From Quasars to the Classroom
Adjunct English instructor Mike Davros is a firm believer in remembering our roots.
During the 1980s, long before GPS became common, I worked on big oil rigs surveying the coasts from Virginia to the Florida Keys. I was part of a crew responsible for mapping the seafloor using quasars. Our crew would drill holes in the seafloor and set up antennas.
The work was physically very challenging. While the money was good, it was not fun to be away from home for weeks at a time. Since the job was so mind-numbing, I would bring books with me to keep my mind occupied. My favorite book to read while I was away was Dante’s Divine Comedy. I don’t know how many times I read that epic, but it helped keep me sane during that part of my life.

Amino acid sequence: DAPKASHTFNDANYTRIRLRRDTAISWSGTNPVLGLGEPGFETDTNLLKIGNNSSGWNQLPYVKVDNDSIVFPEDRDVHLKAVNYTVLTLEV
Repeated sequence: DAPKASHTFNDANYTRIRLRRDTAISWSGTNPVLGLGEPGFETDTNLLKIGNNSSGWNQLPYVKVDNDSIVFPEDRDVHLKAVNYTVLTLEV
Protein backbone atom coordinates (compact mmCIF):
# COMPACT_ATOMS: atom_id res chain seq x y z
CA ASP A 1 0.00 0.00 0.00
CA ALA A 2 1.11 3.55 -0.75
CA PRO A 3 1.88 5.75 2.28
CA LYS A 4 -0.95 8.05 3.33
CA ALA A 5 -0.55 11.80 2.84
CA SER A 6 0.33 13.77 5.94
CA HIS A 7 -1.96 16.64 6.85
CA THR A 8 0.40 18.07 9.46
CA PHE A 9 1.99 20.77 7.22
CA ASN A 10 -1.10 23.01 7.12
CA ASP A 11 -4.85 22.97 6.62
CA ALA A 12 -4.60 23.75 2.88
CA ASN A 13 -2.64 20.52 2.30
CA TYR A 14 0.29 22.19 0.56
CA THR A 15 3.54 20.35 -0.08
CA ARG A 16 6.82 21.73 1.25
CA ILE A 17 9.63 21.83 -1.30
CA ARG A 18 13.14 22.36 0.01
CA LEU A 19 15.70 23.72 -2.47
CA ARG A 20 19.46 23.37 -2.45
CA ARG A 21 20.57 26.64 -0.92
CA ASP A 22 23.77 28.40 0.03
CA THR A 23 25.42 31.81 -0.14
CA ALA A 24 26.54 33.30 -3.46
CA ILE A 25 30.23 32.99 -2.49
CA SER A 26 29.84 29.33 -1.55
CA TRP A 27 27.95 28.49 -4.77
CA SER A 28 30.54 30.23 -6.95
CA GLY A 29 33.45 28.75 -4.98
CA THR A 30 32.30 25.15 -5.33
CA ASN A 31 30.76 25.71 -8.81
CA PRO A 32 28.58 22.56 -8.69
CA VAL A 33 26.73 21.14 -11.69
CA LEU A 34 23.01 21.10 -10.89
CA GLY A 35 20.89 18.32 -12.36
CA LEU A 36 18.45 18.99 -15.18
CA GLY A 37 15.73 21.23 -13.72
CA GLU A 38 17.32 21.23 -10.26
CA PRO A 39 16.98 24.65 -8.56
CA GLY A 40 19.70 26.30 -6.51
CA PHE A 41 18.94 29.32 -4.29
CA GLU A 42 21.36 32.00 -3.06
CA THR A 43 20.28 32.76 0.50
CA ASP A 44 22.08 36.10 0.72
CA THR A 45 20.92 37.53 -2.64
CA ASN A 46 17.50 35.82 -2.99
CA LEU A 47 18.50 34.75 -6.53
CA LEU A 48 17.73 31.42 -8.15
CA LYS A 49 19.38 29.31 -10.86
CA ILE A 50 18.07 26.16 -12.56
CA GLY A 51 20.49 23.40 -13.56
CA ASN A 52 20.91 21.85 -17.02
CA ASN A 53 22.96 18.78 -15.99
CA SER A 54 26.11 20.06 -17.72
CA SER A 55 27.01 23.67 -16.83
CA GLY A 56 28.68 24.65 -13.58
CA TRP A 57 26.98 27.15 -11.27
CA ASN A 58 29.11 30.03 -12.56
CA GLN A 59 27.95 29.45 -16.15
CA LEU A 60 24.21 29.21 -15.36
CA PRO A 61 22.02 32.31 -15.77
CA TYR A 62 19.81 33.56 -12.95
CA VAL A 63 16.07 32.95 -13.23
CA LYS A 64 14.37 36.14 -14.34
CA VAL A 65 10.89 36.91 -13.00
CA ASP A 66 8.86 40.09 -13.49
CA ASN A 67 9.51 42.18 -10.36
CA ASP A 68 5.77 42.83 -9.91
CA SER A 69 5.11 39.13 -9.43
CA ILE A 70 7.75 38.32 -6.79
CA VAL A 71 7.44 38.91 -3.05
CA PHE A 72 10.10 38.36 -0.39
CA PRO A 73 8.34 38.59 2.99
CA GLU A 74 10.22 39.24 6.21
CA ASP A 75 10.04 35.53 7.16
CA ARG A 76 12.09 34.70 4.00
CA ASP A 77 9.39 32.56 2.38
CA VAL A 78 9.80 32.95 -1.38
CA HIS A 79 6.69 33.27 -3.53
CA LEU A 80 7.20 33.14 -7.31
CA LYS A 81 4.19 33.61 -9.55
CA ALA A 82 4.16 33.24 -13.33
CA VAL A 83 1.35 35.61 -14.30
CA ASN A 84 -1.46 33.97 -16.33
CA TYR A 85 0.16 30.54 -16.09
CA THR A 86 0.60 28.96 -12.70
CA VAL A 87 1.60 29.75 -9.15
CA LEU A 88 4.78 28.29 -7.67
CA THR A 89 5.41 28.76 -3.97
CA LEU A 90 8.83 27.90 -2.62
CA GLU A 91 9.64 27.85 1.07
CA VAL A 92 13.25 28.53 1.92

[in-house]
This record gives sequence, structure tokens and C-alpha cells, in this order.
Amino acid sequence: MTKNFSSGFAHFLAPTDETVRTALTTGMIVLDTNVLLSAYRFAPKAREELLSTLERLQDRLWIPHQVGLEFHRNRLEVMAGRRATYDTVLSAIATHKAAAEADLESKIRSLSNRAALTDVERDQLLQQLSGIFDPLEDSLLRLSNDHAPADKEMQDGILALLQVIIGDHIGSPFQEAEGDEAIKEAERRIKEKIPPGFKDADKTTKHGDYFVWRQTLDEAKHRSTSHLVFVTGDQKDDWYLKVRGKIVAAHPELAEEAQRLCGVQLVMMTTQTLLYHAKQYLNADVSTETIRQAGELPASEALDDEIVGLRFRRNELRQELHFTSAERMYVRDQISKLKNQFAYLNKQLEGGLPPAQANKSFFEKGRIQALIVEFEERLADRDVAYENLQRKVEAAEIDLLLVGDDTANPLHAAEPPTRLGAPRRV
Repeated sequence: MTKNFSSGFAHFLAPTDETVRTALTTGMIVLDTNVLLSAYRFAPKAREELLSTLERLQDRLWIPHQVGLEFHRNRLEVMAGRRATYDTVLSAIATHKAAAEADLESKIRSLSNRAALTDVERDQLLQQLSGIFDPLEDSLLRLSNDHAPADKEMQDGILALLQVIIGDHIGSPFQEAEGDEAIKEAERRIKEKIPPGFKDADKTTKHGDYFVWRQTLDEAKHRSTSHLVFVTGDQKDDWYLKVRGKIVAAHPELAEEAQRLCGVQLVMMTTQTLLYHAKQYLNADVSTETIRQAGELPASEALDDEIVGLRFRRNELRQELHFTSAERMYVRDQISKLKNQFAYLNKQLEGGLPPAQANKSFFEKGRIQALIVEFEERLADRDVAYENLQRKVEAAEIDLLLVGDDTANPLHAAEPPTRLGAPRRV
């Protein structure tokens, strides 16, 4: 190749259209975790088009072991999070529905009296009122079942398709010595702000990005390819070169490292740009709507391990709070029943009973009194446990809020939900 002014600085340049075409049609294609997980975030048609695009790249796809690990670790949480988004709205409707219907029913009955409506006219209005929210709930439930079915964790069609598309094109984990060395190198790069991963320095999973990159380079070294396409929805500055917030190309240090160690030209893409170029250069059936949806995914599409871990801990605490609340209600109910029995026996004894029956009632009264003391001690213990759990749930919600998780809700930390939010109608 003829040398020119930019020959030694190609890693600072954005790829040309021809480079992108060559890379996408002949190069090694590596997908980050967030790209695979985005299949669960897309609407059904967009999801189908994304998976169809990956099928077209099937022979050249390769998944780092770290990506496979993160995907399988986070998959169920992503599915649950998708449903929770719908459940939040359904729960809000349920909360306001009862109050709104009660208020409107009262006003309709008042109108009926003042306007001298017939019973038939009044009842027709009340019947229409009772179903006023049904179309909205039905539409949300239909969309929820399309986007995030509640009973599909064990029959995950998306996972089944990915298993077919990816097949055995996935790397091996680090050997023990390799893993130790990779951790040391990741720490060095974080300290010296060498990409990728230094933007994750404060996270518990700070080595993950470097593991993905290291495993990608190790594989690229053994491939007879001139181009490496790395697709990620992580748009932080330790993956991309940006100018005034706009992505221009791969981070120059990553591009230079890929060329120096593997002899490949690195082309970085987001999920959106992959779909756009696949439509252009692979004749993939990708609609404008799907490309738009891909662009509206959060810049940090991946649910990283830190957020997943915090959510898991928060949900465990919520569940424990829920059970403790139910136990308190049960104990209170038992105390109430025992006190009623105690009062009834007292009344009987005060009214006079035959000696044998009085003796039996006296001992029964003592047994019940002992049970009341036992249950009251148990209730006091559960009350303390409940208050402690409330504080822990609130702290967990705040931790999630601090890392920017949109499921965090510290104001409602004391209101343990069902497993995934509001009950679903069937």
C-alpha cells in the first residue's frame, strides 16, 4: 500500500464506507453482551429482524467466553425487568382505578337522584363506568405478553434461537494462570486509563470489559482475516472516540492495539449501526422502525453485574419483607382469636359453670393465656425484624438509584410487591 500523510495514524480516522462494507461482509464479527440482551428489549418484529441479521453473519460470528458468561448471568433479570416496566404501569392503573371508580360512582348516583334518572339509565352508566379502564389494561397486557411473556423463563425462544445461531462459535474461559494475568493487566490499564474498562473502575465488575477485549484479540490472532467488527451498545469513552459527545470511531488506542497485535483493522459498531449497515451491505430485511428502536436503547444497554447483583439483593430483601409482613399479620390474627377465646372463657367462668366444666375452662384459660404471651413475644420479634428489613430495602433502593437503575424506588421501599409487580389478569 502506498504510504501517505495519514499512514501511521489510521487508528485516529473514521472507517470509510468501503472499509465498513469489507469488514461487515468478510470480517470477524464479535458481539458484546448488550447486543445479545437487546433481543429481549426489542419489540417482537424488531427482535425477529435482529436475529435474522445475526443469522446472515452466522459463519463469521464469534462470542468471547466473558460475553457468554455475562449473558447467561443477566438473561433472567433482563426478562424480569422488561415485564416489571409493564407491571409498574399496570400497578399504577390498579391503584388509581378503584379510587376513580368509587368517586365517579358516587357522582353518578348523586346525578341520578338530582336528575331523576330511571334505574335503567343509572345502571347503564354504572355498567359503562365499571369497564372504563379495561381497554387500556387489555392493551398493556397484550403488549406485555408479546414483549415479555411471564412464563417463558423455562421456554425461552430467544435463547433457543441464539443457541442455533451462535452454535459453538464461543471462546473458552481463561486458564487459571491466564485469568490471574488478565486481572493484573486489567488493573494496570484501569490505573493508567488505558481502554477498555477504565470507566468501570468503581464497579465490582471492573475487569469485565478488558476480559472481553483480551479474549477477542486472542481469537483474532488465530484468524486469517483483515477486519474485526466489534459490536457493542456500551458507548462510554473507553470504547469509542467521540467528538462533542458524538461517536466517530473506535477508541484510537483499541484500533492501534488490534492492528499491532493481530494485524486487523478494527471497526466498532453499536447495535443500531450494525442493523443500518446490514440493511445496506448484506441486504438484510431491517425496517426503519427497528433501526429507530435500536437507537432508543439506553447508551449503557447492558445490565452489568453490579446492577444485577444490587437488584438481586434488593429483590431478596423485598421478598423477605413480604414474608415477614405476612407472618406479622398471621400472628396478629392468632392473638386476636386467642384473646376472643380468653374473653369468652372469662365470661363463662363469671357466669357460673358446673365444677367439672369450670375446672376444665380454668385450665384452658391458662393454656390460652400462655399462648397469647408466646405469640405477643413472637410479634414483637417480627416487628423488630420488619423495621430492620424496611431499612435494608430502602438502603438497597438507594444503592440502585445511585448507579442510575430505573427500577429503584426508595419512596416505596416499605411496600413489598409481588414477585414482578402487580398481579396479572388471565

Recently, I had my own book, Greeks in Chicago, published by Arcadia Publishing. I spent months scanning photos, writing captions, and talking to local historians. For research, I even visited Greece twice. In 2008, I spent a month studying sites of classical historical importance and toured islands in the Aegean. This project meant a lot to me because Greek is my first language. I’m even working on another book, Greeks in Cincinnati, with my sister-in-law. It’s important for every culture to preserve history. We need to remember where we came from as well as remember the people who influenced us or else history will be lost.
Adjunct English Instructor